Aruvam movie review: Siddharth's film for the masses can't help but be all over the place
Siddharth is impressive in a mass avatar but his role in Aruvam is exactly the same as the one in his release last month, Sivappu Manjal Pachai.
Aruvam had an impressive teaser cut, with many exciting ingredients, especially the ‘food safety issue’ mixed with horror elements. The teaser had Siddharth in multiple avatars, and was packaged with the right doses of action, comedy, and social commentary on food adulteration. However, the supernatural thriller, directed by Sai Sekhar, fails to live up to the expectations raised by the teaser.
It looks clichéd with nothing new in story and treatment. At the end of the day, it turns out to be an ordinary and predictable revenge drama. Siddharth is an actor who chooses his scripts with great care, and has two big horror hits in the passable Sundar C-directed Aranmanai 2 and Milind Rau’s fantastic Aval. In Aruvam, instead of concentrating on his storyline, the director has made it like a mass film.
The first few minutes is the introduction of Jyoti (Catherine Tresa), who is a soft-natured girl and a lower primary school teacher, who would not even hurt an ant. In the opening scene, she refuses to step out of her car, as she would step on a few ants. Jyoti has a pure heart but has a problem: she does not have a sense of smell. In one scene, she takes the rotten carcass of a dead dog and buries it while her friends are put off by the smell. And soon, our hero Jagan (Siddharth), an orphan, falls for her like a ton of bricks on first sight at a traffic signal. Initially, Jyoti keeps Jagan away as she feels guilty that it was her disability which led to her mother’s death in a cooking gas leakage. She feels she is unfit to lead a normal married life.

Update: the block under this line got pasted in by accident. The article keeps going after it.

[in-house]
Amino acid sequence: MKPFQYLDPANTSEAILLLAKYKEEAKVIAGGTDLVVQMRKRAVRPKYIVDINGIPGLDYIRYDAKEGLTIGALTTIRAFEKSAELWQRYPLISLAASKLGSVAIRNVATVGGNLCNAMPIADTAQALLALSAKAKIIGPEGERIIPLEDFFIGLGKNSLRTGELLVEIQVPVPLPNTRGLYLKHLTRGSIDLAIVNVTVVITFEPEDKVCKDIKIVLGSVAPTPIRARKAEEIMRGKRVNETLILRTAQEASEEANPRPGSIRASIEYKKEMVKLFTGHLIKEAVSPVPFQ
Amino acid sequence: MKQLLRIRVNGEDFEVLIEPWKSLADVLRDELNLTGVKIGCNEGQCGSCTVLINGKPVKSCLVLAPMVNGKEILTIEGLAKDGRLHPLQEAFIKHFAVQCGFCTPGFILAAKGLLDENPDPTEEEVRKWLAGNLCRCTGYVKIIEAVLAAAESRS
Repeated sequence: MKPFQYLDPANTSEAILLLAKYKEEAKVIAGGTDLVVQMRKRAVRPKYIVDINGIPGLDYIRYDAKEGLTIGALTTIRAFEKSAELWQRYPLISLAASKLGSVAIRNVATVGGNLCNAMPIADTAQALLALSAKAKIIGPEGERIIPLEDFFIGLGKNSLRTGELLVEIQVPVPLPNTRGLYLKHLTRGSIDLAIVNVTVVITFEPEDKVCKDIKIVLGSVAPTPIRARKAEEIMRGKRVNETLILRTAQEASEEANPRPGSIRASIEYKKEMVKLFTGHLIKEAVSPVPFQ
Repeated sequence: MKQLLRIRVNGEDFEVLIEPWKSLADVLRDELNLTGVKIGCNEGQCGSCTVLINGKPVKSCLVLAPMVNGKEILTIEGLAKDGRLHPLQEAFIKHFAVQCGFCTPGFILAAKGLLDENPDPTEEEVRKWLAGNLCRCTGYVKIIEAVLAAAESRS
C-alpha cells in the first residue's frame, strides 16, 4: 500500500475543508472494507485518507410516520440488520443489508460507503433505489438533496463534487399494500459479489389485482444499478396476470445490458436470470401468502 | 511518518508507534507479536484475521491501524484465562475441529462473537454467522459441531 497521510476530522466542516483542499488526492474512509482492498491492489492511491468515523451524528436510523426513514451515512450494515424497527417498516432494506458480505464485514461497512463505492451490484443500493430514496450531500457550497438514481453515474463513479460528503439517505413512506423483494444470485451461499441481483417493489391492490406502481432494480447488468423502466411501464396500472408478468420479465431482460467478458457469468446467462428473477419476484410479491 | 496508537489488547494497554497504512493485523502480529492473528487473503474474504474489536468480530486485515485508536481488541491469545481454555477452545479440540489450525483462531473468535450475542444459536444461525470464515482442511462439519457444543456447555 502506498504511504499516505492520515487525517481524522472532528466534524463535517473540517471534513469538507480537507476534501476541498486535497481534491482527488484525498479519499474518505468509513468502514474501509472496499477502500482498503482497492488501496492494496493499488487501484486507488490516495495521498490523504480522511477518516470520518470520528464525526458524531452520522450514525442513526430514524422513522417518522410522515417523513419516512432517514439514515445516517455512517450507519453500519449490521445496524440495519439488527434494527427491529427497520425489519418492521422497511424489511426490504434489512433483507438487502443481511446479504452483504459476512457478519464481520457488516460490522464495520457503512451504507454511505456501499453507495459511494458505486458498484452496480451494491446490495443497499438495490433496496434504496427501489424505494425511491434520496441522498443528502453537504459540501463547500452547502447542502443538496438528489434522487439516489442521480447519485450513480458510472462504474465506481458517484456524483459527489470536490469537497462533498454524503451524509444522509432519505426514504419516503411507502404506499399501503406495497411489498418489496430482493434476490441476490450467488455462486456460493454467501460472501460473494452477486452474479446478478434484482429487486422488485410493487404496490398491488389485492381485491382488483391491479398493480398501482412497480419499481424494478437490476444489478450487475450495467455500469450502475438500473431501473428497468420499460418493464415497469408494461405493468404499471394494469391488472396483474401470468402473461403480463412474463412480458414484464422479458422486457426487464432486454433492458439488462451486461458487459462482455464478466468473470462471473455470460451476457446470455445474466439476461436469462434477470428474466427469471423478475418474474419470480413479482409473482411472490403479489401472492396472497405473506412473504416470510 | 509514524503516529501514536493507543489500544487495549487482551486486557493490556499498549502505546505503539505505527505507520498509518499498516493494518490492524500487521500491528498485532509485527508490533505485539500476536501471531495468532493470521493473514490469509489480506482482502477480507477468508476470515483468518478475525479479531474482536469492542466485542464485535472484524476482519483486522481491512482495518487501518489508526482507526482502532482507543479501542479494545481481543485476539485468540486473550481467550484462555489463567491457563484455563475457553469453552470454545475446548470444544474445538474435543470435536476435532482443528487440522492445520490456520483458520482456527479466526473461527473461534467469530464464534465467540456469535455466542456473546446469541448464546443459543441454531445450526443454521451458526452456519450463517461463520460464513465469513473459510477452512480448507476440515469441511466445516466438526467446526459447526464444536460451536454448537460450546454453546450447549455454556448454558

Meanwhile, a few bad men, led by Kabir Duhan Singh, Madhusoodanan, Stunt Silva, and others, want to kill Jyoti. She is, in a way, linked to Jagan, who has a back story as an honest and daring food safety assistant commissioner, who took on a mafia that thrived on food adulteration. The plot goes bizarre from a nice romantic story to a supernatural thriller, where a ghost wants to take revenge on a group of men. What follows is total mayhem.
Catherine, who has equal footing as Siddharth, and has two different get-ups, is adequate, though her role could have been better etched out. Siddharth is impressive in a mass avatar but his role as the fiercely independent and righteous food inspector is exactly the same as the one in his release last month, Sivappu Manjal Pachai, where he played an honest and sincere traffic cop. Satish, as the hero's sidekick, provides some laughs in scenes where they raid hotels selling adulterated food. The songs in the first half act as speed-breakers. However, the redeeming factors are the terrific action scenes choreographed by Stunt Silva, and captured on Ekambaram’s camera.
Aruvam could have been a far better film if the writing was convincing, and the mix of romance and supernatural had a bit more logic and conviction.
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